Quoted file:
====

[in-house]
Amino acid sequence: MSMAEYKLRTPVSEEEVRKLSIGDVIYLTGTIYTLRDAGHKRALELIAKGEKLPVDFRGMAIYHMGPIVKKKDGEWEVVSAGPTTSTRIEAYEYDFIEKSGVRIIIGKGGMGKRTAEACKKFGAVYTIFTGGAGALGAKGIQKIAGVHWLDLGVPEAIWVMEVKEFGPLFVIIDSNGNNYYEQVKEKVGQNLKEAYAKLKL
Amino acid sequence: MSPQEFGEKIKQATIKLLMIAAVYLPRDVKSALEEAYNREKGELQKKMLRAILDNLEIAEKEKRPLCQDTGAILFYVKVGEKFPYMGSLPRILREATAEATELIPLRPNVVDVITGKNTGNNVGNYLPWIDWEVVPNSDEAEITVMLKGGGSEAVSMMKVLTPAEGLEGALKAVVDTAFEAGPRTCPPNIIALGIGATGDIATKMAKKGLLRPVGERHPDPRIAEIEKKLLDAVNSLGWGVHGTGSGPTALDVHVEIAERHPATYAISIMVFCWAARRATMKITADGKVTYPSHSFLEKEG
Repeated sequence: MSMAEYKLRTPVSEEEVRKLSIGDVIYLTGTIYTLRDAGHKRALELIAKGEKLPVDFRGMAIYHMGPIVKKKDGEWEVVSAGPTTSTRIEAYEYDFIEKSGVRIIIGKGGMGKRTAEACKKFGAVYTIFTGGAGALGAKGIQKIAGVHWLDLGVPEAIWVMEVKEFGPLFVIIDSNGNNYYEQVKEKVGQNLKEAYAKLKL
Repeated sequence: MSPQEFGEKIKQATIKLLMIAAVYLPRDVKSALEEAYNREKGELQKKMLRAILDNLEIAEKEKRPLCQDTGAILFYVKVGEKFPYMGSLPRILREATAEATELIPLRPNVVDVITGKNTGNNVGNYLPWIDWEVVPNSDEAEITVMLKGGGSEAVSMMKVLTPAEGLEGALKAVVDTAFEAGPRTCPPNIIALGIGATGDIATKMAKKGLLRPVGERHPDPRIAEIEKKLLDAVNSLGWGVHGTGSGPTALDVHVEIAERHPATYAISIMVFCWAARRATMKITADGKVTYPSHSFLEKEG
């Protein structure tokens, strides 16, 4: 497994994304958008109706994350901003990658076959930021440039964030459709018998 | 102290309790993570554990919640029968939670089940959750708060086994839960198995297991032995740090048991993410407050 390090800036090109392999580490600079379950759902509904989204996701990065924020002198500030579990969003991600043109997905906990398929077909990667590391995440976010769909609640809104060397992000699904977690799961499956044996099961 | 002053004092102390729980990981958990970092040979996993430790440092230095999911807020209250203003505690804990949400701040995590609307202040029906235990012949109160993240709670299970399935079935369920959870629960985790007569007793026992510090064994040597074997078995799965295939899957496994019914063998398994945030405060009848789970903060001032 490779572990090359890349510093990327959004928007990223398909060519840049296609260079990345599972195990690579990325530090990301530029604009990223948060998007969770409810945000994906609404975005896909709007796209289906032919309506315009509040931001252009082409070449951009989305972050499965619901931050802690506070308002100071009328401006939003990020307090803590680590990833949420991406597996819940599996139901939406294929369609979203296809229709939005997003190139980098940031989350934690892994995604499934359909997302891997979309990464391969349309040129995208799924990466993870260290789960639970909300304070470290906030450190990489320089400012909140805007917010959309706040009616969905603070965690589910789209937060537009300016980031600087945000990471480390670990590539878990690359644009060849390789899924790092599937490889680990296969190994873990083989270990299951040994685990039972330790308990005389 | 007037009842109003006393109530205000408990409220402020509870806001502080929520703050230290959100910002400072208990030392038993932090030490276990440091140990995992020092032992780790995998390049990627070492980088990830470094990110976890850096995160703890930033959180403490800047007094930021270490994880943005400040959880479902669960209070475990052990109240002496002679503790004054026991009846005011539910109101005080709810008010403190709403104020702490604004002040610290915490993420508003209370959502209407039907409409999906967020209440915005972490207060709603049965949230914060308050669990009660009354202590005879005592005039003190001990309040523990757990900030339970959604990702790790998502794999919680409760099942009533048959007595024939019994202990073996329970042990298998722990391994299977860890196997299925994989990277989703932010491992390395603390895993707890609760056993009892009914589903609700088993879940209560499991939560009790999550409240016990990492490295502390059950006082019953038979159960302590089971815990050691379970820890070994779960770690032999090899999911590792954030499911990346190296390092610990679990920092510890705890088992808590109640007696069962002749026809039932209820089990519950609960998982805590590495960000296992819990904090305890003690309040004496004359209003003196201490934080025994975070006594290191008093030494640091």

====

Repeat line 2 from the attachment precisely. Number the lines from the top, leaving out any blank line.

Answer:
Amino acid sequence: MSMAEYKLRTPVSEEEVRKLSIGDVIYLTGTIYTLRDAGHKRALELIAKGEKLPVDFRGMAIYHMGPIVKKKDGEWEVVSAGPTTSTRIEAYEYDFIEKSGVRIIIGKGGMGKRTAEACKKFGAVYTIFTGGAGALGAKGIQKIAGVHWLDLGVPEAIWVMEVKEFGPLFVIIDSNGNNYYEQVKEKVGQNLKEAYAKLKL